The technology is currently in development, and freely available on GitHub. In a time where we carry GB’s worth of photos and videos on our smartphones, it’s no wonder a number of us will have ponderously massive collections of videos stored at home. Which is all well and good, you have everything you want to save tucked away somewhere, but how do you find any of it?
Even major companies Google and Apple have recognised the issue at hand, implementing new sorting and search functions in their local and cloud storage tools. But researchers at the University of Basel in Switzerland are looking to develop and even better system, called ‘vitrivr’.
Vitrivr, is the team’s in-development video retrieval system that has a unique method to find content. The user searches for a video from a database but, instead of typing out a name, the user can draw a basic sketch of the picture or video on a linked tablet to query it. Colouring in the basic shades of the background for example might throw up a few results, which can in turn be used to modify the search for better accuracy. If you’re still confused, just check out the demo video below.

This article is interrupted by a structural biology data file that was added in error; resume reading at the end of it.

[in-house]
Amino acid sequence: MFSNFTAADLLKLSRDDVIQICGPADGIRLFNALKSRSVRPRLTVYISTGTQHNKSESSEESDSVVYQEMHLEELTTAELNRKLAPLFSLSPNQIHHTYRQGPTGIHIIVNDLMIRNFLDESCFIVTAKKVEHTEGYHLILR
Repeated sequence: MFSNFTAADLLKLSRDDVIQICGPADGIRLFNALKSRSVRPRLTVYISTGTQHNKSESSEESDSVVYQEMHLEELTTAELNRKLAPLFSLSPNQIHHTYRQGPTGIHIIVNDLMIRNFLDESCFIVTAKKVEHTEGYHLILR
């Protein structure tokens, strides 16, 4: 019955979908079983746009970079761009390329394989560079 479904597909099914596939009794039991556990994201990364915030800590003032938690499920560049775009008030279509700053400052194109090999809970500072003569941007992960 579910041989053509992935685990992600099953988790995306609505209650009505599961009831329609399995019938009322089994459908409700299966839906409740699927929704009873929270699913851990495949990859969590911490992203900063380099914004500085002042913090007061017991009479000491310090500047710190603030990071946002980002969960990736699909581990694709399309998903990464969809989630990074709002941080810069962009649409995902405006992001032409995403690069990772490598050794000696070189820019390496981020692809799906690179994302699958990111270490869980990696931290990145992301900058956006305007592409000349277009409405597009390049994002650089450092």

Right now, vitrivr is being tested with a custom search engine and database, but it is scalable, meaning that in the future it can even be used with very large collections. Consider the possibility of the tool embedded into say Netflix. If you’re watching on your phone, you don’t even need to scroll out type out the show’s name, just draw the show’s logo and you find what you need.
The vitrivr system is open source and freely available on GitHub. And if you’re good at coding, and looking to try it out, there’s even a handy startup guide here (https://www.vitrivr.org/getting_started.html)